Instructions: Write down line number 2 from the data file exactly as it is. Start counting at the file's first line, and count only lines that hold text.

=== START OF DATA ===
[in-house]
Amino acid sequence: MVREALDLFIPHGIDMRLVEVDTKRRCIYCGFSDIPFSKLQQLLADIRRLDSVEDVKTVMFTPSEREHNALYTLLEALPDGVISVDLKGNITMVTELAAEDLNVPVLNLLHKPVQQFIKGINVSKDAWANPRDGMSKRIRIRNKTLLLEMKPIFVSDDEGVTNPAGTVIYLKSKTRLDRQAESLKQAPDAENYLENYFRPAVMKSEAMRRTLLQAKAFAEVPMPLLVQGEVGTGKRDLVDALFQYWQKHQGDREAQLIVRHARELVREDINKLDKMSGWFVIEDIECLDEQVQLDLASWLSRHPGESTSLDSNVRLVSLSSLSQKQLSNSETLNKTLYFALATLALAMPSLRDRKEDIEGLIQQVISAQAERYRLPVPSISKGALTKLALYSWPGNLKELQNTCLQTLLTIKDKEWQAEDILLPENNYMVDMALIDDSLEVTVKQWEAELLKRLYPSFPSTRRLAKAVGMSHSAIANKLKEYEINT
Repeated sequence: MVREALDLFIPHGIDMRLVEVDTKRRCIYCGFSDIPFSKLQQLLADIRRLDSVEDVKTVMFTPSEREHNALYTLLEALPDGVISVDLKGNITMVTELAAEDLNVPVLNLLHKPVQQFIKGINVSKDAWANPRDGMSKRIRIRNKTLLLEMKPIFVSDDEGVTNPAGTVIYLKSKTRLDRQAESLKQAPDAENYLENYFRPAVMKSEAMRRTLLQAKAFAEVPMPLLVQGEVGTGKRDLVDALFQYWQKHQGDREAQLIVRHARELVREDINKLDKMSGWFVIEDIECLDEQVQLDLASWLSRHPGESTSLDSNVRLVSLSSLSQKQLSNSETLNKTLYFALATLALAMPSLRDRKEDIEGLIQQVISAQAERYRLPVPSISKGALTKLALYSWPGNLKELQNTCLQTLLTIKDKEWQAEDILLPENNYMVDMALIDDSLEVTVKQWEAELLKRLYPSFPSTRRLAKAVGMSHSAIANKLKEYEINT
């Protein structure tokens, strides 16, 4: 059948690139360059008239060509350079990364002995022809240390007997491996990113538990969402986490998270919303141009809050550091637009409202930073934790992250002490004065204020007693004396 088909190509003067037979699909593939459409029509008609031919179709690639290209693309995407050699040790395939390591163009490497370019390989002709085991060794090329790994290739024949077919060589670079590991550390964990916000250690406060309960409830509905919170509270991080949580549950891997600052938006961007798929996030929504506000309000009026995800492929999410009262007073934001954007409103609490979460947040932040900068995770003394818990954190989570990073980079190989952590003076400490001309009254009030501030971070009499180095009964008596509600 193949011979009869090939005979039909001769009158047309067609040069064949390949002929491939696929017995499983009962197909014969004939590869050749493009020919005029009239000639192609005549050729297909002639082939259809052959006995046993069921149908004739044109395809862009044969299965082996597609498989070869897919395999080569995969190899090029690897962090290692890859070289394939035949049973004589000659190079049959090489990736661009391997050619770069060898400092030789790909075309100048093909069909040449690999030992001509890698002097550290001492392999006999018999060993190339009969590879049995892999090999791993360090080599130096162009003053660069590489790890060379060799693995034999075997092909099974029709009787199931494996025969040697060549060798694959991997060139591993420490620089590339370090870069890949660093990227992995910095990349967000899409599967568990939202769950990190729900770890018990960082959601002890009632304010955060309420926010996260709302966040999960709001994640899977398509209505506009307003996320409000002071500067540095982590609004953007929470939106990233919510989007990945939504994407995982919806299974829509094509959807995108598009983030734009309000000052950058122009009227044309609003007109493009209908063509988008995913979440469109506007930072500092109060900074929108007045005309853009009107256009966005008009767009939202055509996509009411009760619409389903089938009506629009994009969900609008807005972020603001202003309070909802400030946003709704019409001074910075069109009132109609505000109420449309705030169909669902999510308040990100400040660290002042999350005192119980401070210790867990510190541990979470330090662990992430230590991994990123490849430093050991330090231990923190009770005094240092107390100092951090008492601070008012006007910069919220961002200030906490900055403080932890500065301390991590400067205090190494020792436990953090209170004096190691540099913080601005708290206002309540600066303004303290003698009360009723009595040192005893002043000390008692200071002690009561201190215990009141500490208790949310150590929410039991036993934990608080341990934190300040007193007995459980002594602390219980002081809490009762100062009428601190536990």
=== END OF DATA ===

Amino acid sequence: MVREALDLFIPHGIDMRLVEVDTKRRCIYCGFSDIPFSKLQQLLADIRRLDSVEDVKTVMFTPSEREHNALYTLLEALPDGVISVDLKGNITMVTELAAEDLNVPVLNLLHKPVQQFIKGINVSKDAWANPRDGMSKRIRIRNKTLLLEMKPIFVSDDEGVTNPAGTVIYLKSKTRLDRQAESLKQAPDAENYLENYFRPAVMKSEAMRRTLLQAKAFAEVPMPLLVQGEVGTGKRDLVDALFQYWQKHQGDREAQLIVRHARELVREDINKLDKMSGWFVIEDIECLDEQVQLDLASWLSRHPGESTSLDSNVRLVSLSSLSQKQLSNSETLNKTLYFALATLALAMPSLRDRKEDIEGLIQQVISAQAERYRLPVPSISKGALTKLALYSWPGNLKELQNTCLQTLLTIKDKEWQAEDILLPENNYMVDMALIDDSLEVTVKQWEAELLKRLYPSFPSTRRLAKAVGMSHSAIANKLKEYEINT